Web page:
Anaesthetic Management of Pregnant Patient with Idiopathic Ventricular Tachycardia for Emergency Caesarean Section : Journal of Obstetric Anaesthesia and Critical Care

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Anaesthetic Management of Pregnant Patient with Idiopathic Ventricular Tachycardia for Emergency Caesarean Section

Aravind, Arun

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Journal of Obstetric Anaesthesia and Critical Care 13(1):p 122-124, Jan–Jun 2023. | DOI: 10.4103/JOACC.JOACC_13_22
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Pregnancy is associated with an increased risk of arrhythmia in women with both structurally normal and abnormal hearts. Idiopathic ventricular tachycardia (VT) though rare is having good prognosis if it is not associated with any structural heart disease and responds well to medical management.

A 25-year-old lady with a previous history of cesarean section presented to the emergency room with labor pains at 38 weeks of gestation was planned for emergency cesarean section in view of fetal distress. She was already diagnosed to have ventricular bigeminy for which she was on treatment with Verapamil and Metoprolol. An electrocardiogram was taken which showed frequent ventricular ectopics with periods of non-sustained VT with left bundle branch block pattern and right axis deviation suggestive of right ventricular outflow tract ventricular tachycardia (RVOT VT) [Figure 1]. An echocardiogram showed a structurally normal heart with good left ventricular function. All blood investigations including serum electrolytes and thyroid functions were within normal limits. General anesthesia with controlled ventilation with epidural analgesia and invasive blood pressure monitoring was planned as surgical anesthesia with sole epidural anesthesia was not possible due to lack of time in the setting of fetal distress. An arterial cannula was secured in the left radial artery and blood pressure was continuously monitored. The epidural catheter was inserted in the L2-L3 space and 6 ml of 1% preservative-free lignocaine followed by 4 ml of 0.2% ropivacaine was given to get analgesia between T10 and L2. About 1 gm of magnesium sulfate and 1 gram of paracetamol were given as an infusion over 10 minutes.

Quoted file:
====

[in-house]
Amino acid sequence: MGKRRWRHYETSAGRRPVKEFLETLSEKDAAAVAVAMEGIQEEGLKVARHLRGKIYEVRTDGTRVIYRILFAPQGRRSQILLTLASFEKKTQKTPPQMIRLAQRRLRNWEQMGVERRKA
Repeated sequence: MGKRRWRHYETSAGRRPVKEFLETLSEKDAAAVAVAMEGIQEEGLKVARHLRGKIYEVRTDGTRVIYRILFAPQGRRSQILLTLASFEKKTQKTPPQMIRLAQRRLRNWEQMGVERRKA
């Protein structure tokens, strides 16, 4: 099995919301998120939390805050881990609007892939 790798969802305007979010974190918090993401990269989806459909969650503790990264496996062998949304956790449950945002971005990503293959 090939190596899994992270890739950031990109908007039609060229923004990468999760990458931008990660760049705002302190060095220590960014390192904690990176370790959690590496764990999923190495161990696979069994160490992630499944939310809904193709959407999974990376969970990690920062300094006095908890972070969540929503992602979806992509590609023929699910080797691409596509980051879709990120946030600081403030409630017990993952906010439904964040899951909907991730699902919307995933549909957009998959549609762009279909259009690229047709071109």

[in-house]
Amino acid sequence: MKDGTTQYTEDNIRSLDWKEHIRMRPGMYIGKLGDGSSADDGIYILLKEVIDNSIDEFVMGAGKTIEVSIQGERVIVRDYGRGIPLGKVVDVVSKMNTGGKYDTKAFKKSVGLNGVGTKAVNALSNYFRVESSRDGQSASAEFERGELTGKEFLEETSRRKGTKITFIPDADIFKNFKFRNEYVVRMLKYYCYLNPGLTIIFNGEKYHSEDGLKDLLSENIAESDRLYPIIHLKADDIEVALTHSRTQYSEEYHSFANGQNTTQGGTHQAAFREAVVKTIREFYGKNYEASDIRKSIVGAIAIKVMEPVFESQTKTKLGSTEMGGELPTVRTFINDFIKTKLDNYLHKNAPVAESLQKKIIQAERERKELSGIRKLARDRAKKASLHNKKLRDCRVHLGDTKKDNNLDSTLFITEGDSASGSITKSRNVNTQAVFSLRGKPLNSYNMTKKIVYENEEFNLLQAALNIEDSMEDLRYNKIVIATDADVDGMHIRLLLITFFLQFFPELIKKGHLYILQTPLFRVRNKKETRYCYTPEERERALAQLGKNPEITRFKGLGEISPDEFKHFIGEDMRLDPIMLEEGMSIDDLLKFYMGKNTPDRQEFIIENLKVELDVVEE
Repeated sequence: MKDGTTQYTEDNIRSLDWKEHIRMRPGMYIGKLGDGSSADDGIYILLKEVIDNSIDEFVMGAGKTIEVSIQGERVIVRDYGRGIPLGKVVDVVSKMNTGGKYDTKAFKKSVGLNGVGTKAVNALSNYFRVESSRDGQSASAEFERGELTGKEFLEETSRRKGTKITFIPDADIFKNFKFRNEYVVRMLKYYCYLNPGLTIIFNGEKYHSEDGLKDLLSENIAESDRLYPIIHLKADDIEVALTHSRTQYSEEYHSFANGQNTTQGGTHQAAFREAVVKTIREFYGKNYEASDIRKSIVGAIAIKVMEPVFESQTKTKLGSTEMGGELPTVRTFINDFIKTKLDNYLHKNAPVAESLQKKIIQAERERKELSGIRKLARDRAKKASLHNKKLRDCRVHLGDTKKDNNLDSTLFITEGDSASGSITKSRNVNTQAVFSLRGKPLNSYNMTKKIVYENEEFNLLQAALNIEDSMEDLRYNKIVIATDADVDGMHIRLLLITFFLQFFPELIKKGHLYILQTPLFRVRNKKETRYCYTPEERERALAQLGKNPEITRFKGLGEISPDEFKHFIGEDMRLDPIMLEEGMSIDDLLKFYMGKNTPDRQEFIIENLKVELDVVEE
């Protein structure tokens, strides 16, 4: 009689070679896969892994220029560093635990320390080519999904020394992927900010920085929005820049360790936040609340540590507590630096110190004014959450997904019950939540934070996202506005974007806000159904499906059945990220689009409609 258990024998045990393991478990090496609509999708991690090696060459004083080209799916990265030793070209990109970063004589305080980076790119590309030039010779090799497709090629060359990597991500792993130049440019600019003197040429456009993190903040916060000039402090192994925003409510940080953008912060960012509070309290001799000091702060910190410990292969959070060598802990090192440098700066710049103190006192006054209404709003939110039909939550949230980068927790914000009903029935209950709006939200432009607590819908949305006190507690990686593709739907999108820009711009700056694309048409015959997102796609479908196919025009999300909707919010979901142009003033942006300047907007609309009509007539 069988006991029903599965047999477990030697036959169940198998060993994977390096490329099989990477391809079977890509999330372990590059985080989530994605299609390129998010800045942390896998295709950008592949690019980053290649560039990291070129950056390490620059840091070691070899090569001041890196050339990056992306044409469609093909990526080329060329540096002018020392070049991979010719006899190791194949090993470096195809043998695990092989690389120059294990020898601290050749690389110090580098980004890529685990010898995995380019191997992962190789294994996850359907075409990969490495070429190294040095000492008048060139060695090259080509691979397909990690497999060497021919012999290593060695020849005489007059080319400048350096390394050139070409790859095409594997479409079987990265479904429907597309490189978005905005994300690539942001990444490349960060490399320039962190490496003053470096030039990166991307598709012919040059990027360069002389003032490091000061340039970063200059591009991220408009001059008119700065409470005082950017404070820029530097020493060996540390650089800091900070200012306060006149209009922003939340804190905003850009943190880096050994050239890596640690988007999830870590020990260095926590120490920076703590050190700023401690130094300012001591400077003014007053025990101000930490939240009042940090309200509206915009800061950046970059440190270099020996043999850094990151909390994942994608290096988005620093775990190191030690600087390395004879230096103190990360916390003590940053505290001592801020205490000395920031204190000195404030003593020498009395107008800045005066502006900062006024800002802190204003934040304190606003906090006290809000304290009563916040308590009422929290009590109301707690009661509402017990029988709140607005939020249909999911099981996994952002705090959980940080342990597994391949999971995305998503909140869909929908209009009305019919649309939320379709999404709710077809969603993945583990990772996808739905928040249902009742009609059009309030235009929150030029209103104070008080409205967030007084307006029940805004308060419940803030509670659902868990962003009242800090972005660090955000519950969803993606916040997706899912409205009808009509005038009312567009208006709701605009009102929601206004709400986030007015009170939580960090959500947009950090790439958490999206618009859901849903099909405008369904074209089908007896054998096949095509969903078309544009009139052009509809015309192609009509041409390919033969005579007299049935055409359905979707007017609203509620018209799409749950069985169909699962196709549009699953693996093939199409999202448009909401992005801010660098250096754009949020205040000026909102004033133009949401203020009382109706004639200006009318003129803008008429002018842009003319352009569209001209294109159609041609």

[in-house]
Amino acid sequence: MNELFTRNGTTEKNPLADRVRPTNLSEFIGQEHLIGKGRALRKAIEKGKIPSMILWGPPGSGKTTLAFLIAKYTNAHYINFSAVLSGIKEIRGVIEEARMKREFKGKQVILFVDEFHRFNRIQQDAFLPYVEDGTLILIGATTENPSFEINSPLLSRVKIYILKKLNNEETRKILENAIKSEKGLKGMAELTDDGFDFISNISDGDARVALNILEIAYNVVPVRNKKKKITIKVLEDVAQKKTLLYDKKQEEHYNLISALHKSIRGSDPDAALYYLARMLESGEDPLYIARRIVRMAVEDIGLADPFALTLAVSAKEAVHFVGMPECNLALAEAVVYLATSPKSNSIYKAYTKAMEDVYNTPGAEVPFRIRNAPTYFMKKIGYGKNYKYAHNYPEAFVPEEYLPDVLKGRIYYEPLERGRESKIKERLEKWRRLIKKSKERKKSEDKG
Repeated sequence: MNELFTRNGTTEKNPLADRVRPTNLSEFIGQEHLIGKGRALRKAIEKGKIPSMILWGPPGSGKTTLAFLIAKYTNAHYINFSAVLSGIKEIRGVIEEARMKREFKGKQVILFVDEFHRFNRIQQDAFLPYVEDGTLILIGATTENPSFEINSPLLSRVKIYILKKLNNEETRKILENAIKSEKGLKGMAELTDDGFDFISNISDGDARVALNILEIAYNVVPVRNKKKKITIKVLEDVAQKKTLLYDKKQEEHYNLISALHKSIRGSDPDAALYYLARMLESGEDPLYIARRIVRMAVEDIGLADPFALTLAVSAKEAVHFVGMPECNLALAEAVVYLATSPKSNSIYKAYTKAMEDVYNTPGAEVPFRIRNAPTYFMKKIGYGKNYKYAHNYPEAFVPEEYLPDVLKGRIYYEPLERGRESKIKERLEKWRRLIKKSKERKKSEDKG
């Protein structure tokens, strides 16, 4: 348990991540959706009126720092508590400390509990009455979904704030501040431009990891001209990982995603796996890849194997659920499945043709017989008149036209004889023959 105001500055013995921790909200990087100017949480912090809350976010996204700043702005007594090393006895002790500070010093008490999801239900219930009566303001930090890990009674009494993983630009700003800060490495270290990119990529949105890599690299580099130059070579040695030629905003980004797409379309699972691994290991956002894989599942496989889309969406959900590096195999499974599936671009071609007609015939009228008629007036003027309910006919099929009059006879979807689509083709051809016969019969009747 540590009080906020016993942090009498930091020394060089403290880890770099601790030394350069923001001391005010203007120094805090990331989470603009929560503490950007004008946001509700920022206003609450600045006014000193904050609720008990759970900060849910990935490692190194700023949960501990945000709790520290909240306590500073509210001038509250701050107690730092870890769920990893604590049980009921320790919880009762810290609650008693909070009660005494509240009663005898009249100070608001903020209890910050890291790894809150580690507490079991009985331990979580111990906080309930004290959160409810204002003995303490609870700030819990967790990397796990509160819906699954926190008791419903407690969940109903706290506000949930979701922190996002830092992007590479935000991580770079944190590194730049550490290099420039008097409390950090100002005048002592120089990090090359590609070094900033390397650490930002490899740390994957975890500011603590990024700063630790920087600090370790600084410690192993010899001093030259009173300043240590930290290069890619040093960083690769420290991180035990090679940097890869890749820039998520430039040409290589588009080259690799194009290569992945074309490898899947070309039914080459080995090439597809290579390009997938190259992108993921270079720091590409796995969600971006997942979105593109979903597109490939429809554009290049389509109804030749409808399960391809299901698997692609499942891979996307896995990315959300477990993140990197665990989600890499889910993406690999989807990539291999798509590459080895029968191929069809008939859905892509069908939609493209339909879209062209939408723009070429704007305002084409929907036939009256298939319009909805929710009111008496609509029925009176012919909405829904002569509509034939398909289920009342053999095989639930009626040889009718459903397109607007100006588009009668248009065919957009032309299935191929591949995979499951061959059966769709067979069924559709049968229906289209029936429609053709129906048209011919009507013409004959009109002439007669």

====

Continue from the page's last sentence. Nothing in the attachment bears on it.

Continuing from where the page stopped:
Figure 1:
Preoperative ECG showing episodes of non-sustained vetricular tachycardia with LBBB pattern